• Image 1 of 7

Faces Behind Atrocity

Matilde Simas | Nairobi, Kenya, Kenya

Organization: HAART Kenya

Pendo came from a poor family in Tanzania. She knew very early that to get ahead she needed to work hard and going to school was not something she could dream about. At age 16 a family friend told her that she could find some work across the border in Kenya. Believing her, two days later she traveled to Kenya with this family friend. However, when she arrived there she realized that a lot of what she was promised was not true. She was forced to work as a prostitute. Overworked, abused and no money, a year later, she was lucky to find someone that helped her escape.

 

Human trafficking is globally pervasive, economically motivated, and emotionally overwhelming. The exhibit “ Faces Behind Atrocities” are portriats of 7 young women, ages 13-16, from 4 different nationalities who have been rescued from the horrors of the trafficking world and are in the healing process. In collaboration with the survivors, Matilde Simas worked to provide a forum for healing through art. In this portrait series low lighting was used to evoke a mood of deception and secrecy that has been endured. In a pure example of courage, many of these woman chose to hide their faces behind a mask to protect their identity. In addition to providing a visual representation of their resilience, beauty, and strength, each woman recorded a written testimony of how they were lead into trafficking and the atrocities they faced.

A Kenyan based nonprofit, HAART Kenya, granted Matilde access to their organization to document the healing process of these young women. HAART Kenya works exclusively on combatting human trafficking in Kenya and empowering its victims.

A Kenyan based nonprofit, HAART Kenya, granted me access to their organization to document the healing process of these young women. Services offered to victims depend on the needs of each victim. The services include psychosocial support, medical aid, legal aid, economic empowerment, and rescue. Last year HAART opened a shelter for girls between the ages of 6-17 to offer immediate care to rescued girls who have been trafficked.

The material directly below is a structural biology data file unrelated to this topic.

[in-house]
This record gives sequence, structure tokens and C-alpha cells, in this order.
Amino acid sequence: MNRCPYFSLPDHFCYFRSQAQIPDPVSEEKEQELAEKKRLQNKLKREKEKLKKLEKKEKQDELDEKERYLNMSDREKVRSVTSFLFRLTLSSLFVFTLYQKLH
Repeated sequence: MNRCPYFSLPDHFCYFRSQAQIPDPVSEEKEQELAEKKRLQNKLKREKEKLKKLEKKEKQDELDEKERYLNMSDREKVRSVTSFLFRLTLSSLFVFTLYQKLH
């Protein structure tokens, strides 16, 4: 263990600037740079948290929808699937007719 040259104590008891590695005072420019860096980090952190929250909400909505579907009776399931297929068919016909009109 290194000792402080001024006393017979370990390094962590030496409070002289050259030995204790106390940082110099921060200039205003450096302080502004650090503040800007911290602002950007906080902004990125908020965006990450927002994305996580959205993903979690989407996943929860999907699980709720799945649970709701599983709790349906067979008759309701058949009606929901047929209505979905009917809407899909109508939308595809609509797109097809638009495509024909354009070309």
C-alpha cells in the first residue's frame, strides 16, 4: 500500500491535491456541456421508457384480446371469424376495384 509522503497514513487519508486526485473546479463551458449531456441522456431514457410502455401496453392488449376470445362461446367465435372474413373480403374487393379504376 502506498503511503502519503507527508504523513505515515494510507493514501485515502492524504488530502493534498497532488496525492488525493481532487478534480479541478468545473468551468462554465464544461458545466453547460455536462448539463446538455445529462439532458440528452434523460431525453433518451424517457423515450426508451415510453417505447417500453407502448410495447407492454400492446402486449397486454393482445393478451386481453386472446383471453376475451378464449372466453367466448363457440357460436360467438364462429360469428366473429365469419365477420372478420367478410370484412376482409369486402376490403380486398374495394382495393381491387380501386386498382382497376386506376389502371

BIO.

Matilde Simas is a freelance visual storyteller, whose photography, straddles the line between fine art and documentary work.  She received a BA in Liberal Arts and Science from Suffolk University and attended the Rhode Island School of Design to study digital photography.

Partnering with non-profit organizations, Simas has traveled to over 50 countries, bearing witness to the enduring power of the human spirit. Simas is passionate about how photography can be used for social change, how it is essential to storytelling, and enables social change groups and organizations to demonstrate the impact of their projects.  Recently she has turned her lens to compelling human trafficking stories and documenting the recovery process of human trafficking survivors.

Based in Boston, Massachusetts, Simas exhibits her work regularly in solo shows, and her fine art prints are included in numerous private and corporate collections, including the Boston Children’s Hospital International Gallery displayed in Boston and Waltham, MA. Though the majority of her photos appear in humanitarian organization collateral, her images have appeared in publications such as The Guardian, Black & White Magazine and Professional Photographers Magazine.  Her client roster includes, among others, Genesis Fund Boston, MA; Massachusetts Down Syndrome Congress, Boston, MA; Foundation for Puerto Rico, PR; Big Life,Kenya; HAART Kenya.

Simas is currently exhibitingin the Art to End Slavery Exhibition in Nairobi, Kenya. Arts to End Slavery (A2ES) is an awareness raising art project that aims to bring attention to human trafficking in Kenya. It was developed and launched in 2015 by a Nairobi based NGO, Awareness Against Human Trafficking (HAART) The A2ES exhibition will take place from 24 June – 8 July 2017 at the KOBO Trust. The exhibition will build upon the previous exhibition, Telling their Stories which was mainly focused on the experiences of the victims of human trafficking.